LED lights are something that is becoming increasingly popular for cars and for the home too. A lot of people are nervous about using LED lights in their car, and with good reason. While these lights are great for day to day use around the home – being quite energy-efficient and versatile, they are rather different in specification and coloring to the lights that we are probably used to in our vehicles.
A lot of automakers are fitting LEDs as standard for their vehicles, and it’s easy to see why. They are quite clearly the future of automotive lighting.
What Is An LED?
LEDs are a transistor that is coated with a substrate which emits light when current flows through it. LEDs are far more energy efficient than the more traditional incandescent bulb design. They use just a fraction of the electrical power and they emit more light per watt. They also do not waste energy by getting particularly hot. There is always going to be some waste; no light source is completely energy efficient, but they are quite cool to the touch and they, therefore, are comparatively green to run. In addition, the filament does not get consumed during use.
The Benefits of LEDs
LEDs are quite resistant to vibration compared to some other kinds of light. They are also more resistant to moisture. They come in a casing that is sealed, and they have an extraordinarily long lifespan – being used for up to 50,000 hours as compared to the more typical 2,000 hours that we have come to expect from a standard bulb. This means that in theory you could install a set of LED headlights and forget about them for the lifespan of the car. You’re more likely to need to replace the casing of the headlight for cracks or damage than to replace the bulbs inside it. Not needing to worry about bulb replacements or getting stopped by the police because of a bulb blowing on you is going to be a boon for most people.
These benefits should make it easy to understand why so many people buy LED headlights. They are a great option for people who want to upgrade their vehicle both in terms of style and having something that offers clear practical benefit. They look good and they improve your driving life. That’s hard to beat.
Easy to Install
Some people are a little intimidated when it comes to installing LED light bulbs because they are worried that they will require some electrical skill to install. While it is true that going from standard bulbs to something like lasers (yes, you can get lasers for your car) will require some re-wiring, that isn’t always true with LEDs. In most cases, it’s simple to do; just an in and out transfer.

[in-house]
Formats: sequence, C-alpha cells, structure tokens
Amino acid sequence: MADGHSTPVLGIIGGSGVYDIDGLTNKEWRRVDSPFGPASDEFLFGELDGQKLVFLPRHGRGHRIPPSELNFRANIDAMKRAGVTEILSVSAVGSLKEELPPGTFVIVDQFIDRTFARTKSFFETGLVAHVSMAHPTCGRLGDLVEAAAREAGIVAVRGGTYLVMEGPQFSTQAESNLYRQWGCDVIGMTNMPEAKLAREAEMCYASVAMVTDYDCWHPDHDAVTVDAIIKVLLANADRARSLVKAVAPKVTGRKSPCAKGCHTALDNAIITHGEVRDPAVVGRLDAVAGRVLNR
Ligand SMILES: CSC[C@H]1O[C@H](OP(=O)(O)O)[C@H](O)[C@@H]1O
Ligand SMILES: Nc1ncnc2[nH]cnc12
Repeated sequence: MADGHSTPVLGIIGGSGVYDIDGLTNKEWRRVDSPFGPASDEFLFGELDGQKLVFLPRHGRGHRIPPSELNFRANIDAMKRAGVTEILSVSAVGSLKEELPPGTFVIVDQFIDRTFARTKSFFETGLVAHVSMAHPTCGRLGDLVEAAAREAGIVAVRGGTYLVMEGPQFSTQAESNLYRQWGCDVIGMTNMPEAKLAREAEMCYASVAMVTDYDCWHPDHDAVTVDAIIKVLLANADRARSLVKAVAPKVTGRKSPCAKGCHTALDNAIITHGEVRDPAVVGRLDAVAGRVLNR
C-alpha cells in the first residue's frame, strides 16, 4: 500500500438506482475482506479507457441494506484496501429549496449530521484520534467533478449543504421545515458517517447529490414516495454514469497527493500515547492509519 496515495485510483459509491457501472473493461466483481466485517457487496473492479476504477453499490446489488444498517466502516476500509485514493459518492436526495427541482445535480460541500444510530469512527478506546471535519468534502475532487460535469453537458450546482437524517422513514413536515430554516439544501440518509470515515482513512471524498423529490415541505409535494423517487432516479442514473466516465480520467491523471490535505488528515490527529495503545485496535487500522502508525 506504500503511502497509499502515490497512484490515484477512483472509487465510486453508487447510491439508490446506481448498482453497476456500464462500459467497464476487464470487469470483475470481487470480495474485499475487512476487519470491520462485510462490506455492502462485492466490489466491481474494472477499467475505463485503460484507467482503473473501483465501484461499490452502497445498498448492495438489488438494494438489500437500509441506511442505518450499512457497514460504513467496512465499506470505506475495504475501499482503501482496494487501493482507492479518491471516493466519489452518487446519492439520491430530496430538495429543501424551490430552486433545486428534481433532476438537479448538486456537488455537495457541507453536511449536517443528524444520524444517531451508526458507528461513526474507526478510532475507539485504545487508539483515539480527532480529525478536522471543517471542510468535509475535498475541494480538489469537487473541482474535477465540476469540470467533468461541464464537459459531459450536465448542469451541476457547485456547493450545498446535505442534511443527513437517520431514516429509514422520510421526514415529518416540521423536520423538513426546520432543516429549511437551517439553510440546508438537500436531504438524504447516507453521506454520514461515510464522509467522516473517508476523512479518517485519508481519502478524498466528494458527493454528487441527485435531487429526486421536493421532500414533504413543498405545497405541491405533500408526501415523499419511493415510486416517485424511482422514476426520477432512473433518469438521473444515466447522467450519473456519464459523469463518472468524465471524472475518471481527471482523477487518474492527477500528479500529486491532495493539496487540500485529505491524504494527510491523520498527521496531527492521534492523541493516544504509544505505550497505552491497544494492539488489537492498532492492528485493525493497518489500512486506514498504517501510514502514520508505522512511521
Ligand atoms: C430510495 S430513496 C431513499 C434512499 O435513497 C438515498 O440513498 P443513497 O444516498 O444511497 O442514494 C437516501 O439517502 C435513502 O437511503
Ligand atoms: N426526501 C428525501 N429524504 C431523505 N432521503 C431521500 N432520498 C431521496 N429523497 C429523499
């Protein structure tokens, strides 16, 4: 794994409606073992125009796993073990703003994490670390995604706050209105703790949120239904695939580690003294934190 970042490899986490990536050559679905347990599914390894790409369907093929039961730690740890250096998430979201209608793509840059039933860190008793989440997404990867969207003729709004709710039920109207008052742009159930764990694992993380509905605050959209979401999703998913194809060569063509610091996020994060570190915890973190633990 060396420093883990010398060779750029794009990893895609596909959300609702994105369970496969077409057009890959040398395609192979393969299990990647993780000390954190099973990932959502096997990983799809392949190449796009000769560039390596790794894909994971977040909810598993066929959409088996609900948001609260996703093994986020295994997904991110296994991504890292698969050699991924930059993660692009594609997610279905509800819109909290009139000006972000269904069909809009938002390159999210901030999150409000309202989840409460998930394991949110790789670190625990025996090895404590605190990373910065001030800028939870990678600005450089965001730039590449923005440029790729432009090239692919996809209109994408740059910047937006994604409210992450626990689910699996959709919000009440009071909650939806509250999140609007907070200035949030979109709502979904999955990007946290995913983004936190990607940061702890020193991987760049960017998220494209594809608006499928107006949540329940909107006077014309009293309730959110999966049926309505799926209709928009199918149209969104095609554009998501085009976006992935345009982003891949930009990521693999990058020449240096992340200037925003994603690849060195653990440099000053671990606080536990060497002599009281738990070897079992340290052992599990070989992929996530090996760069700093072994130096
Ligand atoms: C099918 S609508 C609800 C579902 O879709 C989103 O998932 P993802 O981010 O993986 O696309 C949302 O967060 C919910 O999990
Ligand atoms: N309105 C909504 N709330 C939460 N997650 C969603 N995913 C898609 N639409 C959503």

You can get LEDs for pretty much any exterior light that your vehicle has – including headlights, brake lights, tail lights, turn signals, LED fog light bulbs, daytime running lights, side markers and reversing lights. You can also replace a lot of your interior lighting, including the courtesy light, map lights, the lights in your glove box and the door lights. IF it glows, then you can probably upgrade it to LED.
You will need to know the bulb number/bulb size to find an appropriate replacement but armed with this information you should find that it’s a simple job. If you don’t know what bulb you need then you can go to most good vendors and enter the name, make and model of your car, and be shown the products that are appropriate for that vehicle. There may be some instances where a manufacturer may have used a few different sizes within the same line, and in that case the vendor may not be able to make an exact recommendation for you. If that is the case, they will flag that up for you and you can go and remove the bulb in question and make a note of what size it is. This isn’t exactly a difficult task, and it’s something that you would need to do when you replaced the bulb anyway.
Typically, when you buy a bulb online you are getting exactly that – one bulb. So, if you are replacing indicators, brake lights or anything else that is a pair then you would need to buy two. Do not replace just one brake light with LEDs and leave the other with incandescent bulbs. They will have a different tint and level of brightness and this could cause problems on the road.
Choosing the Right Color
There are many different colors to choose from and you should follow the law and driving conventions as closely as possible. If you have an exterior colored lens, then you can pick a white bulb, or one that matches the color of the lens. If you have a clear lens, then make sure you pick the bulb color that matches the purposes – e.g. using red for your tail lights.
Changing Your Indicators
Note that while in the majority of cases, the job of replacing the lights is as simple as buying new bulbs and screwing them in where the old one lived, turn signals are different. The flasher unit in a lot of vehicles is designed specifically to work with incandescent bulbs, and if you put LEDs in there then they might flash too rapidly. This is known as hyper-flashing. It is caused because LED bulbs have lower resistance than incandescent bulbs, and the flasher interprets this as meaning that the bulb is out. Installing a resistor will fool the flasher unit by providing the amount of resistance that it expects. It is quite easy to install a resistance unit, and it will ensure that your new LED indicators flash at an appropriate, and road-safe rate. There are lots of video tutorials from www.diodedynamics.com that will explain what you need to do to get the resistor working, but it’s much easier than you think!